That seems reasonable, except for the fact that she was also told her original pre-RFID card would be valid for all 4 years she was enrolled at the school.

Everything aside, the zero tolerance policies that most school administrators (officially or unofficially) adopt is an injustice all its own.

Re:Put badge in microwave for 10 seconds. (0)

etash (1907284) | about a year and a half ago | (#42052471)

No. It's a matter of principle. That wuld mean you are weak and a worm. The right thing to do is stand by your principles and not accept it in the first place. By accepting it in the first place, means you accept its legitimacy. p.s. no, i'm not a religious nutjob who believes in 666 etc, atheist here.

RTFA (3, Informative)

jklovanc (1603149) | about a year and a half ago | (#42052493)

She was offered a badge without an RFID chip in it. She refuses to wear a badge of any sort.

Re:RTFA (3, Interesting)

TheRaven64 (641858) | about a year and a half ago | (#42052607)

I think my proposal for the protest against the UK ID cards would work in this case: create a bright yellow holder for the badge in the shape of a Star of David and wear it on your arm. Get some local press to photograph you wearing it.

The education system (-1)

Anonymous Coward | about a year and a half ago | (#42052135)

Where you are taught and tested on how to have no free will and give up any rights someone in authority asks for so that one day you can be a model slave, errr.... worker.

Get homeshcooled (4, Insightful)

Billly Gates (198444) | about a year and a half ago | (#42052139)

The school has a right to watch its costs and protect their students. If not then the lawyers will go after them for not using RFID yada yada.

For someone who works in the education system, I have to say the reason for this is money. The budgets are set on enrolled students. Not paper enrolled but physically enrolled each day. If a poor inner city school has a 20% truancy problem, then the budget is cut 20% and the teachers are fired.

I am more upset at the lawyers who are costing teachers jobs and I doubt their parents are in it for their child. They have a free lottery ticket at someone elses expense. Perhaps if parents were not so sue happy American schools could successful compete with Asian and European counterparts.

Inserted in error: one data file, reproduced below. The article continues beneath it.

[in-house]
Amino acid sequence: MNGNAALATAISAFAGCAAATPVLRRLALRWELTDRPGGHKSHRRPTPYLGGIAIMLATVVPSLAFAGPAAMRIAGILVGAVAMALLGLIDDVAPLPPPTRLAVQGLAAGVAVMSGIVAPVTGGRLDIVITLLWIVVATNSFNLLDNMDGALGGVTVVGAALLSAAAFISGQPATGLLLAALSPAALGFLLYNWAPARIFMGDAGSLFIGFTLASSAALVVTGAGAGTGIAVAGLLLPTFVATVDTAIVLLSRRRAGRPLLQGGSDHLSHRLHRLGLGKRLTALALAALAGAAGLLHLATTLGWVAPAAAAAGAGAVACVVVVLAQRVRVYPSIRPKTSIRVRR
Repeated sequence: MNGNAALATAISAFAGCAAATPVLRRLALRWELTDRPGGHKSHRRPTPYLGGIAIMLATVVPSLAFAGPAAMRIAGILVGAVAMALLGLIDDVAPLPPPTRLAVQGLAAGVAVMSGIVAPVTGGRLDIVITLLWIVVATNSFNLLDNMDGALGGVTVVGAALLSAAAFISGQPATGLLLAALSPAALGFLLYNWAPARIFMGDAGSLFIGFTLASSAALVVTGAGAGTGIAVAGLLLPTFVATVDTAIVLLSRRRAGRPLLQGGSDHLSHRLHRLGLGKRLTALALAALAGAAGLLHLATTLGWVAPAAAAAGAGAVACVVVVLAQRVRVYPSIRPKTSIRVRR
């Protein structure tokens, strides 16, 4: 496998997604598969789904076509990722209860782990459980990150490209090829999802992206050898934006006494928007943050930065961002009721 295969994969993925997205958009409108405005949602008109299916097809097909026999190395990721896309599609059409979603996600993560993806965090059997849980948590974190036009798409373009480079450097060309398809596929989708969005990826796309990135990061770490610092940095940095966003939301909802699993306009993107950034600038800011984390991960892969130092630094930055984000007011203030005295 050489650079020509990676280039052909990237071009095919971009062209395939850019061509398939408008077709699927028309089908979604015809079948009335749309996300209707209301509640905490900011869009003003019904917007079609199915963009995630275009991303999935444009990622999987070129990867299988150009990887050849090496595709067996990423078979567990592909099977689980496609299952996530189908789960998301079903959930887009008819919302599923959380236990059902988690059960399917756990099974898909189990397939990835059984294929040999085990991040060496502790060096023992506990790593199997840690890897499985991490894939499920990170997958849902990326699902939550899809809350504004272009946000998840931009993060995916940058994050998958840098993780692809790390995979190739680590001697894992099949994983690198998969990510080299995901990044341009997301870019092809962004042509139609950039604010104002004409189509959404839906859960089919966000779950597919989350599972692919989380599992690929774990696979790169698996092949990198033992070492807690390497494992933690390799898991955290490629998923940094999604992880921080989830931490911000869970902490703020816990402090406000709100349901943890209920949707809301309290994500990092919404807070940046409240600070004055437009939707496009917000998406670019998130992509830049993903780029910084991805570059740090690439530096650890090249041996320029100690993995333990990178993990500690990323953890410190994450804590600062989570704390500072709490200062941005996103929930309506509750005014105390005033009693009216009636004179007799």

Schools have a right to enforce a learning environment as oppressive as some of the highschool slashdotters readers who want to say otherwise. At work you have to do what your boss says or you will be shown the door. What is so different with school. These are not implanted chips or anything and with drug dealers, pedophiles, and other problems it is not a bad idea to track where each student is.

Re:Get homeshcooled (5, Insightful)

ThatsMyNick (2004126) | about a year and a half ago | (#42052181)

It is a public school. School has only the rights the public allows it to. If the people are opposed to RFID tracking of their kids, the school has just lost their right to track them.

Re:Get homeshcooled (1)

Billly Gates (198444) | about a year and a half ago | (#42052215)

That is a little tricky. If I as a teacher choose to come into work with a bikini and get fired, can I countersue claiming I was in a public place? No, it is still trespassing.

The public would have to put in a law not to do this. An airport is a public place too. Have any rights there? Ha, good luck! You have a right to leave or put up with it if you want a flight is about it.

So far the public supports financially hurting the school for letting a child leave without them knowing or have attendance issues. So the RFID was made to negate these problems. Of course if they really want to solve it the public needs to fine bad parents for letting their kids cut class and not attend school meetings. But that is another matter altogether. :-)

Re:Get homeshcooled (1, Informative)

ThatsMyNick (2004126) | about a year and a half ago | (#42052227)

Public school not public place. Public school as in funded by taxes. Or were you just trolling?

Re:Get homeshcooled (3, Funny)

Anonymous Coward | about a year and a half ago | (#42052527)

I think he just got confused with public pool.

Re:Get homeshcooled (0)